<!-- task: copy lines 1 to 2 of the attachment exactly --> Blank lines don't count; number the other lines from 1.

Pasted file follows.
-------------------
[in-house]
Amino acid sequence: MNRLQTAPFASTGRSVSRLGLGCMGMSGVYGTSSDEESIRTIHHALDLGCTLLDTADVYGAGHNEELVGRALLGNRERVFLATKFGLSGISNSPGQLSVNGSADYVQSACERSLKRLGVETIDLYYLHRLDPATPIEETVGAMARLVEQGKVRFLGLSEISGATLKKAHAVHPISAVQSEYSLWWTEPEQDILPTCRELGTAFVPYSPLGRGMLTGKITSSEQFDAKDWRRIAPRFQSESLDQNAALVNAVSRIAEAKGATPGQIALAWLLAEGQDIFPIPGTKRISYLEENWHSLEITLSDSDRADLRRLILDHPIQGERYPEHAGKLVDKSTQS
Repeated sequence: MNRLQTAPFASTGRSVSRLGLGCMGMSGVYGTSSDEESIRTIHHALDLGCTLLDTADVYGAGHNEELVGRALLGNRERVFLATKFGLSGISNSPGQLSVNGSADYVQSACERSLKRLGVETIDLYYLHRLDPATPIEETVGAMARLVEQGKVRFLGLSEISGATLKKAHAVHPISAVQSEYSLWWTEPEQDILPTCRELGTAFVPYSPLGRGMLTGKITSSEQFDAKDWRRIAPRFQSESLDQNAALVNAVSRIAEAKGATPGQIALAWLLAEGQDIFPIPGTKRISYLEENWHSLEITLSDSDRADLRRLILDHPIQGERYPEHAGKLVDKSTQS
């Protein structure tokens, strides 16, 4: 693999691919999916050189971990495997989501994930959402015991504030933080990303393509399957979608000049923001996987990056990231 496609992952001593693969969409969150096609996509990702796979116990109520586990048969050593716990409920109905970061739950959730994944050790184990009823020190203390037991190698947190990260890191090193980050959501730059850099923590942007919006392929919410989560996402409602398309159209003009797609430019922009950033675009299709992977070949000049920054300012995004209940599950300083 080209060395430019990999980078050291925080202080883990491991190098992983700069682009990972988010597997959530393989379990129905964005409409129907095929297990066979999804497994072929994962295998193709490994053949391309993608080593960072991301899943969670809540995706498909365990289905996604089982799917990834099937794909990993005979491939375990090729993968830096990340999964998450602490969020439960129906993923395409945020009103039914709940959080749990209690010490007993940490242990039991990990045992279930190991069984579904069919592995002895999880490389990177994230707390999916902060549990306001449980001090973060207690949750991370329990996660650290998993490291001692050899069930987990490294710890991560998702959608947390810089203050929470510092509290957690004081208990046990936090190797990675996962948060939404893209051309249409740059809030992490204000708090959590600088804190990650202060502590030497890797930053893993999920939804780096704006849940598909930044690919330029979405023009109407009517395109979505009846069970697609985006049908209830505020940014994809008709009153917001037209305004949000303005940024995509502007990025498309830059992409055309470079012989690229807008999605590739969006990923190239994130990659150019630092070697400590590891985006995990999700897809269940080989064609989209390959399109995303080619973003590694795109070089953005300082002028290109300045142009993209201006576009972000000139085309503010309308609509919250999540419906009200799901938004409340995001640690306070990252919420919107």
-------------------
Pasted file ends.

[in-house]
Amino acid sequence: MNRLQTAPFASTGRSVSRLGLGCMGMSGVYGTSSDEESIRTIHHALDLGCTLLDTADVYGAGHNEELVGRALLGNRERVFLATKFGLSGISNSPGQLSVNGSADYVQSACERSLKRLGVETIDLYYLHRLDPATPIEETVGAMARLVEQGKVRFLGLSEISGATLKKAHAVHPISAVQSEYSLWWTEPEQDILPTCRELGTAFVPYSPLGRGMLTGKITSSEQFDAKDWRRIAPRFQSESLDQNAALVNAVSRIAEAKGATPGQIALAWLLAEGQDIFPIPGTKRISYLEENWHSLEITLSDSDRADLRRLILDHPIQGERYPEHAGKLVDKSTQS